Continuing through April 19, 2014
Isabelle Cornaro’s spray-gunned wall paintings stake claim to an un-mined territory that at their best are a mixture of the hypnotic and the disorienting. Titled “Reproductions,” their source is a 16mm film in which the French artist records ten small spray-painted works using a hands-on perspective. Blown up to rectangular formats ranging from a few feet to full wall size, the dense mists of paint were applied directly to the wall with perfectly taped off edges; they’re ephemerally anti-object, yet still offer both a highly visual and visceral encounter. Taking them in, especially the larger ones, vacillates from the haziness of their abstract images to the void of the white wall, an abrupt transition that tweaks the heavily embedded norm of the object-to-wall dynamic (even if only an unframed drawing).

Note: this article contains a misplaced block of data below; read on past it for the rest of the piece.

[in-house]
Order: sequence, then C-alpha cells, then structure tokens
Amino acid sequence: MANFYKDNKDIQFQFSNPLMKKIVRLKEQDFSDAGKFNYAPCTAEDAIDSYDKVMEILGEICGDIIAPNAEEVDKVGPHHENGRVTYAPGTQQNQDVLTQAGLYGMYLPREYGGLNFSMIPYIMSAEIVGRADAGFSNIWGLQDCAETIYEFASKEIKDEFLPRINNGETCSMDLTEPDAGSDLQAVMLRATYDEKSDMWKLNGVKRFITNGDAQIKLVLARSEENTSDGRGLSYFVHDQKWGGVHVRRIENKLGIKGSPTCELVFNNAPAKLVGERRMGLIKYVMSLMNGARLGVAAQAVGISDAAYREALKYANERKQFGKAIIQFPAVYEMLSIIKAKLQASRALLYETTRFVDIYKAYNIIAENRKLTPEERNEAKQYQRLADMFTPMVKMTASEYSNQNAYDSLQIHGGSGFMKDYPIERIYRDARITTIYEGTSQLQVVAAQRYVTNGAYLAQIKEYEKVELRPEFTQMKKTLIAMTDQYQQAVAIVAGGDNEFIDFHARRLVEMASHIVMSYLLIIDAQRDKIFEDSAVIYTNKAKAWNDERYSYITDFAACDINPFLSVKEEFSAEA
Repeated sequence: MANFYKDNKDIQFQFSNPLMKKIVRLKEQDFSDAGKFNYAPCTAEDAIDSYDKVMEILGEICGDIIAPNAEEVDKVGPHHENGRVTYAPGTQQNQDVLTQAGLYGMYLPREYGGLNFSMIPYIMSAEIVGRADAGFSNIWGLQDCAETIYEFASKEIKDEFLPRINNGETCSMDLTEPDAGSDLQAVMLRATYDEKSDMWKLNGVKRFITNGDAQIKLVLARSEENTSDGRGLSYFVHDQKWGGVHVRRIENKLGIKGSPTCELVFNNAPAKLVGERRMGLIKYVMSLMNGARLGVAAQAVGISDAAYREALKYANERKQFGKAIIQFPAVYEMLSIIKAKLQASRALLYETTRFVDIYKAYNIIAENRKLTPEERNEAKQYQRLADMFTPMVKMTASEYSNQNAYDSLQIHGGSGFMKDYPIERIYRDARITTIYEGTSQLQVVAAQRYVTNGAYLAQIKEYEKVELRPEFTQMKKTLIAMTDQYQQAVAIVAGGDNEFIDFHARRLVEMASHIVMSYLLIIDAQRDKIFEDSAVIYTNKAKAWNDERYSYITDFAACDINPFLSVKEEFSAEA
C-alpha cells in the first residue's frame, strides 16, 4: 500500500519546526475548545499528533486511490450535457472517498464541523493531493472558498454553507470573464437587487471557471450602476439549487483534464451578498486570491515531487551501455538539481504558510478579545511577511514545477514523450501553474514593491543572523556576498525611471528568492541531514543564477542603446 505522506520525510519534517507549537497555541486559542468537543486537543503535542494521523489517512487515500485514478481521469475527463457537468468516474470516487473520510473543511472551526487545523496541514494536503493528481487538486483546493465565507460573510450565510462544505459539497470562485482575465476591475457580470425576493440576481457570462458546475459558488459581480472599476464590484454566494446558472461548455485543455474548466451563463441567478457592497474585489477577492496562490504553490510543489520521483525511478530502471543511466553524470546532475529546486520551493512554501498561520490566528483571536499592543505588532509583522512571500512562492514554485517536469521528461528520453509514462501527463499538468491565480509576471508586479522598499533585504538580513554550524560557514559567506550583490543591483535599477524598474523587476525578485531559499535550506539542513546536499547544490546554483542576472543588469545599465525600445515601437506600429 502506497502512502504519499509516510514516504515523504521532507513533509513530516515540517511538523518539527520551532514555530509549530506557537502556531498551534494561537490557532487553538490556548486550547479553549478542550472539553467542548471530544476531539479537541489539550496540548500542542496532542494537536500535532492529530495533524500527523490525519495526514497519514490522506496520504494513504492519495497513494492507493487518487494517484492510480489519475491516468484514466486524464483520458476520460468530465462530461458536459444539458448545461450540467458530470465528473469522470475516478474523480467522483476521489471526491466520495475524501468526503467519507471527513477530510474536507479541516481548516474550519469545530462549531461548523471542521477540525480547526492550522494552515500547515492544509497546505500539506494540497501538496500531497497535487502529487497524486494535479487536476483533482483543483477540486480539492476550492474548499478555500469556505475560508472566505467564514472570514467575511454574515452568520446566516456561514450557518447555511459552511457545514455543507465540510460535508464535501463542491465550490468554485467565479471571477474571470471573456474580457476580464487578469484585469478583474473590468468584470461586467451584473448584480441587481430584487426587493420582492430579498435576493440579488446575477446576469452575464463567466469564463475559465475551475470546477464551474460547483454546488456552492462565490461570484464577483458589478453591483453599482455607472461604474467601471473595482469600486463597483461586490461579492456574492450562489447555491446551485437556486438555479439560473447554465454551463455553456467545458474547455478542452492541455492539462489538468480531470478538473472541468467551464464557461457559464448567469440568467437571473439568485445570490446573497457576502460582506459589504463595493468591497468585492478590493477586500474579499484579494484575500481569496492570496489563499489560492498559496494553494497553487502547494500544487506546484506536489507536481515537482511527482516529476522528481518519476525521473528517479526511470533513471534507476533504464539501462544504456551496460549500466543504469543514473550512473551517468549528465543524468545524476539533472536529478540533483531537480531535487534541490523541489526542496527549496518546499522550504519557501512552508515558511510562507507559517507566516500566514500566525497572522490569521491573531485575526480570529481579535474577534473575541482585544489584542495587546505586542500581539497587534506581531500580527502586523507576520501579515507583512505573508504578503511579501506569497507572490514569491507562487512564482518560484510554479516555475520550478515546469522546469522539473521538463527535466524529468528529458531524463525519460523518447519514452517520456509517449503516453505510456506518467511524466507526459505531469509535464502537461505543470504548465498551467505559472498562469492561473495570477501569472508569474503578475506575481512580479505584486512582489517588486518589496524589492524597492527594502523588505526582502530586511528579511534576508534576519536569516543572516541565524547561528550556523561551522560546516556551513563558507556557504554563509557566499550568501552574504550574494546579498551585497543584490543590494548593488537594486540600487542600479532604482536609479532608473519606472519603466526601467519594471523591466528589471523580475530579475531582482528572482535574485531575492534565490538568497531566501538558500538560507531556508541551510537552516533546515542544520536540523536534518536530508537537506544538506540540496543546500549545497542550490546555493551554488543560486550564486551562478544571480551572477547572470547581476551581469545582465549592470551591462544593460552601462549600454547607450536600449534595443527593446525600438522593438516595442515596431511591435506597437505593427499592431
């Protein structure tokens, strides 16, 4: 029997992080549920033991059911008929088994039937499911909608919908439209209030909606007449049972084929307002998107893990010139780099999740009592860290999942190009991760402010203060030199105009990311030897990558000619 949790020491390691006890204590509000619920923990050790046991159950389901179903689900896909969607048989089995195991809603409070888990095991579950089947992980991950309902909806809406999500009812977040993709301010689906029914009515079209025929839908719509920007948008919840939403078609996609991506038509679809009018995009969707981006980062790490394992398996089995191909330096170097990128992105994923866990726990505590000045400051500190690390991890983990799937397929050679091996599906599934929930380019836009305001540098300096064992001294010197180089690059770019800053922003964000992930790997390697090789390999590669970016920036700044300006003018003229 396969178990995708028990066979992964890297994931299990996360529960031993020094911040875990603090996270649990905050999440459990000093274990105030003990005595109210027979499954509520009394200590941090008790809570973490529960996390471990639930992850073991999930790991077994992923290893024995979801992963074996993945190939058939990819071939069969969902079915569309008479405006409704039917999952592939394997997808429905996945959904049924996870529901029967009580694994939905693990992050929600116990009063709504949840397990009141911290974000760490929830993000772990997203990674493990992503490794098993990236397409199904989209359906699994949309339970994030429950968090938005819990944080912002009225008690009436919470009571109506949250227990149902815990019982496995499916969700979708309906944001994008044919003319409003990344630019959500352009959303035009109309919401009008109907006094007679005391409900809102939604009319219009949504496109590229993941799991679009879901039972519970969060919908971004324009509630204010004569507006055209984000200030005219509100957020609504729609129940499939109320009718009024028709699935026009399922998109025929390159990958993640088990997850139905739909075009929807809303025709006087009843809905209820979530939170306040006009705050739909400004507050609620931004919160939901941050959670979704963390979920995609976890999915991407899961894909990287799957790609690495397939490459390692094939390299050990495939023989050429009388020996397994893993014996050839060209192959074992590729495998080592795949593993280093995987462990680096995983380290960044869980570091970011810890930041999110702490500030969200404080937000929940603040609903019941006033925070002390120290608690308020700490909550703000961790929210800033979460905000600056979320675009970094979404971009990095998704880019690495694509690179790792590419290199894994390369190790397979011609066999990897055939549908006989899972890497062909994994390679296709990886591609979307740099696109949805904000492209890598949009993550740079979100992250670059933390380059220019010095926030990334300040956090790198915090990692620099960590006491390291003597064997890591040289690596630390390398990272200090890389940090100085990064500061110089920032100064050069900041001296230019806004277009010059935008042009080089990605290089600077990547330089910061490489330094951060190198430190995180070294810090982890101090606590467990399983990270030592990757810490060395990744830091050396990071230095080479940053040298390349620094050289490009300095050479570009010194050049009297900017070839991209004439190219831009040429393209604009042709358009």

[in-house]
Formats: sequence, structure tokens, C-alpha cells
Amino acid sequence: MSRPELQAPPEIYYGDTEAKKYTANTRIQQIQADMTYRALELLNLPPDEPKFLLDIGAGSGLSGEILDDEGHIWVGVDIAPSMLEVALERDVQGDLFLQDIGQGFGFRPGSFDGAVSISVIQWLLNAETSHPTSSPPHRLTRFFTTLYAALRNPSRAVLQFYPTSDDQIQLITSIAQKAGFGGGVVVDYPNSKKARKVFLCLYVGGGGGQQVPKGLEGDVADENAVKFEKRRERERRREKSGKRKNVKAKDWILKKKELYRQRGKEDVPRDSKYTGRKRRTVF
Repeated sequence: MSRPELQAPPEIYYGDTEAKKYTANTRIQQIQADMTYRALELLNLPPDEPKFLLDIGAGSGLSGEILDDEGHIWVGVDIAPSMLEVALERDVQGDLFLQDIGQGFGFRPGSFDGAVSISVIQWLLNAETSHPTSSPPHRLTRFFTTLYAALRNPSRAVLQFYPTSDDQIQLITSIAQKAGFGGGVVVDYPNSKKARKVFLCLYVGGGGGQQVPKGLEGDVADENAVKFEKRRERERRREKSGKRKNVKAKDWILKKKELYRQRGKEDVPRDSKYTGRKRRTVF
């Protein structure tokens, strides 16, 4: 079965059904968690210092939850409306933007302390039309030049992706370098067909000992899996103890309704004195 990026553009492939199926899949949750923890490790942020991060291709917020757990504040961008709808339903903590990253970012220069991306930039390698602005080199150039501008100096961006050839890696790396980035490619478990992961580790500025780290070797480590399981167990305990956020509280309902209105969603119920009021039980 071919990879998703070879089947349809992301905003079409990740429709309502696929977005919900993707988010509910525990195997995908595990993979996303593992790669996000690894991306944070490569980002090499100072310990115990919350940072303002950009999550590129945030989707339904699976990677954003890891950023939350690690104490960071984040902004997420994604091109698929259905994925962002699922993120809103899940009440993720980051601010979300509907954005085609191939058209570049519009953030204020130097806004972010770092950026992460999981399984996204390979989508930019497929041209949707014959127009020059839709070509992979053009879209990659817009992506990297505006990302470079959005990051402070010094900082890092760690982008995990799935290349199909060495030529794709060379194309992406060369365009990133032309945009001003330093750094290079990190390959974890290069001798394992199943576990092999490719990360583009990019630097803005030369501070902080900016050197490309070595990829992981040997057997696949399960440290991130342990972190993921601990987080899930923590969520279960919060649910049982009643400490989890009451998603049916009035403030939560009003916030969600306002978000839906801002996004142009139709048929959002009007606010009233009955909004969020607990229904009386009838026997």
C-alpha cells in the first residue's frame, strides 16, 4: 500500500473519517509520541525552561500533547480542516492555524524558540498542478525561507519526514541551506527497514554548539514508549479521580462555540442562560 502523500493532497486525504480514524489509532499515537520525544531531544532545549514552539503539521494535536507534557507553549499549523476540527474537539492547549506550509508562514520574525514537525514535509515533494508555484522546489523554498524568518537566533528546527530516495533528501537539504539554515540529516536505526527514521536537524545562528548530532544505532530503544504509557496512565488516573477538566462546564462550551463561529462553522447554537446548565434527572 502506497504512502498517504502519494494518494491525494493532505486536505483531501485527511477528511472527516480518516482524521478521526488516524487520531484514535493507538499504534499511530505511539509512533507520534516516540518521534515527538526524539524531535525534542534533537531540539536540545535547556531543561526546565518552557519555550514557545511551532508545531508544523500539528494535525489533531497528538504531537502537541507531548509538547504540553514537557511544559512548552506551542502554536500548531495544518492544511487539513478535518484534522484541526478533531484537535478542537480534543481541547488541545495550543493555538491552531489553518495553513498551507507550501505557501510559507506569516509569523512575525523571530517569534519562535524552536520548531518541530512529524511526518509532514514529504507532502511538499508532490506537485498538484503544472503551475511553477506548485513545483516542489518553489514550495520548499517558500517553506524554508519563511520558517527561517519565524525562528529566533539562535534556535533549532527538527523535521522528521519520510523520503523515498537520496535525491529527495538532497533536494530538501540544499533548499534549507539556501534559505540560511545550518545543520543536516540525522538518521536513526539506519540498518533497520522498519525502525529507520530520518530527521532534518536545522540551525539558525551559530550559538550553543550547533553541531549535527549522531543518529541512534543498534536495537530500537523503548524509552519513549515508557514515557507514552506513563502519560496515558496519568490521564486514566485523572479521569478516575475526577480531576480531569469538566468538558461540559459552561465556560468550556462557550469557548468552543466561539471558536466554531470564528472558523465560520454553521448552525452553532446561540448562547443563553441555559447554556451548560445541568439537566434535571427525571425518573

Matt Sheridan Smith’s installation in the gallery’s Viewing Room includes a cluster of table-like pedestals crowned by silver-coated bread loaves. Though it feels like a familiar trope, it’s one rarely done with food. The loaves’ glistening, encrusted surfaces teasingly conflate oral and visual desire (and are brilliantly aided by the adjacent sun-filled frosted window) — it’s the looks-good-enough-to-eat/shiny-enough-to-covet dichotomy. The two paintings, lame transfer-based black-and-white plane patterns which don’t bear any correlation to the sculptures, are unnecessary accompaniments. But come for the bread … stay for the light.